Jeff Bezos is heading to space but some unlikely creatures beat him to it.

On June 3, NASA blasted baby squid from Hawaii into space for research on how spaceflight affects the immune system. The symbiotic relationship with natural bacteria shared between squid and humans will allow for better insight into how human health operates in space.

“There are aspects of the immune system that just don’t work properly under long-duration spaceflights," researcher Dr. Jamie Foster told the Honolulu Star-Advertiser.

"If humans want to spend time on the moon or Mars, we have to solve health problems to get them there safely,” she said.

Squid are classified as cephalopods and are known for their intelligence and mobility. Squid can be as small as an inch long, while others can stretch to 65 feet.

Low gravity in space causes microbes in the body to change, Foster said. The goal is to try and find out what exactly is happening when this occurs with the help of these baby squid.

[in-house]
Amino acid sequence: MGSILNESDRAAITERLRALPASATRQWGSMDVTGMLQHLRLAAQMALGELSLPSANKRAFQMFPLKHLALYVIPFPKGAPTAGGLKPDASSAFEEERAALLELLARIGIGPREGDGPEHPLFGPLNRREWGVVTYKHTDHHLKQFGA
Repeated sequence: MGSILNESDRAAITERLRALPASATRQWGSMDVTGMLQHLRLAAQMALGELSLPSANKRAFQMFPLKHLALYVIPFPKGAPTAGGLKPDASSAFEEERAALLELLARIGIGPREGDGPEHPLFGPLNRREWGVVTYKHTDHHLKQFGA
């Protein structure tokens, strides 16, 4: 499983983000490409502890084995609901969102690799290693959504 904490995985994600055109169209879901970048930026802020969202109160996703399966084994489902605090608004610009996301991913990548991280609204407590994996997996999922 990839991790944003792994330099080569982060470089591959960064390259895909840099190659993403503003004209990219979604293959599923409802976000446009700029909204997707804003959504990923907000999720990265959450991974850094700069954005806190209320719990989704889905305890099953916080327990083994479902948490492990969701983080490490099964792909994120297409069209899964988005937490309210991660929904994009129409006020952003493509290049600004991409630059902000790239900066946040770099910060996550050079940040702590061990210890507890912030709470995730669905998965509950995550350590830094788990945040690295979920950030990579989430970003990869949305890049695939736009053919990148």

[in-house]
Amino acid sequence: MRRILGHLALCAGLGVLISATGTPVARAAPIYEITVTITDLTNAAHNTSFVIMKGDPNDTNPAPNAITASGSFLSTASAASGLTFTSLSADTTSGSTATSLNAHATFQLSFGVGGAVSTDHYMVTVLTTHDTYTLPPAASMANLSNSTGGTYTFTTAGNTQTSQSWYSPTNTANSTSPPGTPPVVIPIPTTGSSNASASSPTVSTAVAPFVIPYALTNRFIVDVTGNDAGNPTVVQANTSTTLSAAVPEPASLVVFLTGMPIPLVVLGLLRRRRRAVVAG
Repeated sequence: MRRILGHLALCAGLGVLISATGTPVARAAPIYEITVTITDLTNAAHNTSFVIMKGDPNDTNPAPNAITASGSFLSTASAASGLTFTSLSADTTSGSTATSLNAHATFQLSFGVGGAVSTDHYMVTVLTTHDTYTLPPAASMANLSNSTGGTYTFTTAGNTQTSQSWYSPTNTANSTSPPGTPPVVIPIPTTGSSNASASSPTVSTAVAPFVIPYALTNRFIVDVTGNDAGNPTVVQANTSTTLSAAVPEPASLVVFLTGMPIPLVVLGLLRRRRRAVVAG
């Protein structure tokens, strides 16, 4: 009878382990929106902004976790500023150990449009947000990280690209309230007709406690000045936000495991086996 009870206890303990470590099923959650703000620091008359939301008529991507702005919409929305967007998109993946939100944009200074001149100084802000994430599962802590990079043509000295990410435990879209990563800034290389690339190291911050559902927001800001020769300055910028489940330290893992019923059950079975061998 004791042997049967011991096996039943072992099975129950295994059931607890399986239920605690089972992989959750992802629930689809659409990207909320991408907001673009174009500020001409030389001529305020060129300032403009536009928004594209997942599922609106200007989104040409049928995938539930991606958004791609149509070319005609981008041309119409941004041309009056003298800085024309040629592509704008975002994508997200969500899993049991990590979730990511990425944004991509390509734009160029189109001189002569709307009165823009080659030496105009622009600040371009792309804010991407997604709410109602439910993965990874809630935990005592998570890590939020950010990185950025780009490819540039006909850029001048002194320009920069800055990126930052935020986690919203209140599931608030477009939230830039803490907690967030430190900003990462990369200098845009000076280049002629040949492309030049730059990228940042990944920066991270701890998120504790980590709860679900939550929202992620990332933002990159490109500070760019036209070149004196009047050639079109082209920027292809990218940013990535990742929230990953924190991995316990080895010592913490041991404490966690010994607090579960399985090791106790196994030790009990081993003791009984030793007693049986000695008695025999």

“As astronauts spend more and more time in space, their immune systems become what’s called dysregulated. It doesn’t function as well," Foster said.

There are ample amounts of squid in the waters of Hawaii, but these specific squid are called "baby Hawaiian bobtail squid." The squid, which are about 3-inches long, were raised at the University of Hawaii Kewalo Marine Laboratory ahead of their space flight.

The squid will return in July. They blasted off from the International Space Station on a SpaceX resupply mission.

The research project has been fully conducted by Foster, who is now a University of Florida professor and principal investigator for a NASA program that researches how microgravity affects the interactions between animals and microbes.

“We have found that the symbiosis of humans with their microbes is perturbed in microgravity, and Jamie has shown that is true in squid,” said University of Hawaii professor Margaret McFall-Ngai.

“And, because it’s a simple system, she can get to the bottom of what’s going wrong.”